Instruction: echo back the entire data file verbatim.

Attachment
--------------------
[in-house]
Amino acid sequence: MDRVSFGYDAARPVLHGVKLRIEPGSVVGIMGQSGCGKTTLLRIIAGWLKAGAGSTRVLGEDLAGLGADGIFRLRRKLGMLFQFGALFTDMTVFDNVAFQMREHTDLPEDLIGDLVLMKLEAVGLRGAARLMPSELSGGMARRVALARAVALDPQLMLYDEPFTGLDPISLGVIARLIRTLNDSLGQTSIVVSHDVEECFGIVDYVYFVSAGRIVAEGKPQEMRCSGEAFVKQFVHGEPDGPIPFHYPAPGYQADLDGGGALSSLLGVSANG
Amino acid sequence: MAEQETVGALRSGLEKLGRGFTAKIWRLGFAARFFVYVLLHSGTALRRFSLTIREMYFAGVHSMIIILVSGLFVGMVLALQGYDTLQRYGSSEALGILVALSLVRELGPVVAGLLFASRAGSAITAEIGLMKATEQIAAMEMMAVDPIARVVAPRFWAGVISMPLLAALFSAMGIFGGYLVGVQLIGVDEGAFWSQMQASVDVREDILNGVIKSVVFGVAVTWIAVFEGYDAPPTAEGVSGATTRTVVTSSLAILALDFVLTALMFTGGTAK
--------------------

[in-house]
Amino acid sequence: MDRVSFGYDAARPVLHGVKLRIEPGSVVGIMGQSGCGKTTLLRIIAGWLKAGAGSTRVLGEDLAGLGADGIFRLRRKLGMLFQFGALFTDMTVFDNVAFQMREHTDLPEDLIGDLVLMKLEAVGLRGAARLMPSELSGGMARRVALARAVALDPQLMLYDEPFTGLDPISLGVIARLIRTLNDSLGQTSIVVSHDVEECFGIVDYVYFVSAGRIVAEGKPQEMRCSGEAFVKQFVHGEPDGPIPFHYPAPGYQADLDGGGALSSLLGVSANG
Amino acid sequence: MAEQETVGALRSGLEKLGRGFTAKIWRLGFAARFFVYVLLHSGTALRRFSLTIREMYFAGVHSMIIILVSGLFVGMVLALQGYDTLQRYGSSEALGILVALSLVRELGPVVAGLLFASRAGSAITAEIGLMKATEQIAAMEMMAVDPIARVVAPRFWAGVISMPLLAALFSAMGIFGGYLVGVQLIGVDEGAFWSQMQASVDVREDILNGVIKSVVFGVAVTWIAVFEGYDAPPTAEGVSGATTRTVVTSSLAILALDFVLTALMFTGGTAK